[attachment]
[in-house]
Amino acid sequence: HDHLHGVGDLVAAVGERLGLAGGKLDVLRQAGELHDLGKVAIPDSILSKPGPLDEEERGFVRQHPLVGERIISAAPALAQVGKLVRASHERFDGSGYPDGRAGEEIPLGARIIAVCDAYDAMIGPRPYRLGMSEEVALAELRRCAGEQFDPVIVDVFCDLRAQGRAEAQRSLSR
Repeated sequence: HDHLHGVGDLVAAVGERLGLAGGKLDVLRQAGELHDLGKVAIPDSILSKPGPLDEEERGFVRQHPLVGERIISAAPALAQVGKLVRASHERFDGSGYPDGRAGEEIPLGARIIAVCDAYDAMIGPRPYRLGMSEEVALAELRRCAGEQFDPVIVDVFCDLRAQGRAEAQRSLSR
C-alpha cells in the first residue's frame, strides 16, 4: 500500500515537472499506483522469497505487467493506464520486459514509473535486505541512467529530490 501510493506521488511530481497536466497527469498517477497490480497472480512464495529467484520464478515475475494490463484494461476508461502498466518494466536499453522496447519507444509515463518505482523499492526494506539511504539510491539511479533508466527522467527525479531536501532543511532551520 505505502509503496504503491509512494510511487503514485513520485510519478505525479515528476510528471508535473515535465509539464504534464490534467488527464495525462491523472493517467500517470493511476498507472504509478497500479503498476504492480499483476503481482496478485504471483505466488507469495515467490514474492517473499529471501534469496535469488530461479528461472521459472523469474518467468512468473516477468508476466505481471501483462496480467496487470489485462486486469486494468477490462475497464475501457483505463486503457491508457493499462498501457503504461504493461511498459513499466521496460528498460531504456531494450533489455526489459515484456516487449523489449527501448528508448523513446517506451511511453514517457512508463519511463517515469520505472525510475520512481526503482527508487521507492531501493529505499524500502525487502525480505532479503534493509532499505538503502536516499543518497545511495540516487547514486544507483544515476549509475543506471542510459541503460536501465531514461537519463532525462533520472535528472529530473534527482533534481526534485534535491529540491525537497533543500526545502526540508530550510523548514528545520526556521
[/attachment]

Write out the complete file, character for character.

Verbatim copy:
[in-house]
Amino acid sequence: HDHLHGVGDLVAAVGERLGLAGGKLDVLRQAGELHDLGKVAIPDSILSKPGPLDEEERGFVRQHPLVGERIISAAPALAQVGKLVRASHERFDGSGYPDGRAGEEIPLGARIIAVCDAYDAMIGPRPYRLGMSEEVALAELRRCAGEQFDPVIVDVFCDLRAQGRAEAQRSLSR
Repeated sequence: HDHLHGVGDLVAAVGERLGLAGGKLDVLRQAGELHDLGKVAIPDSILSKPGPLDEEERGFVRQHPLVGERIISAAPALAQVGKLVRASHERFDGSGYPDGRAGEEIPLGARIIAVCDAYDAMIGPRPYRLGMSEEVALAELRRCAGEQFDPVIVDVFCDLRAQGRAEAQRSLSR
C-alpha cells in the first residue's frame, strides 16, 4: 500500500515537472499506483522469497505487467493506464520486459514509473535486505541512467529530490 501510493506521488511530481497536466497527469498517477497490480497472480512464495529467484520464478515475475494490463484494461476508461502498466518494466536499453522496447519507444509515463518505482523499492526494506539511504539510491539511479533508466527522467527525479531536501532543511532551520 505505502509503496504503491509512494510511487503514485513520485510519478505525479515528476510528471508535473515535465509539464504534464490534467488527464495525462491523472493517467500517470493511476498507472504509478497500479503498476504492480499483476503481482496478485504471483505466488507469495515467490514474492517473499529471501534469496535469488530461479528461472521459472523469474518467468512468473516477468508476466505481471501483462496480467496487470489485462486486469486494468477490462475497464475501457483505463486503457491508457493499462498501457503504461504493461511498459513499466521496460528498460531504456531494450533489455526489459515484456516487449523489449527501448528508448523513446517506451511511453514517457512508463519511463517515469520505472525510475520512481526503482527508487521507492531501493529505499524500502525487502525480505532479503534493509532499505538503502536516499543518497545511495540516487547514486544507483544515476549509475543506471542510459541503460536501465531514461537519463532525462533520472535528472529530473534527482533534481526534485534535491529540491525537497533543500526545502526540508530550510523548514528545520526556521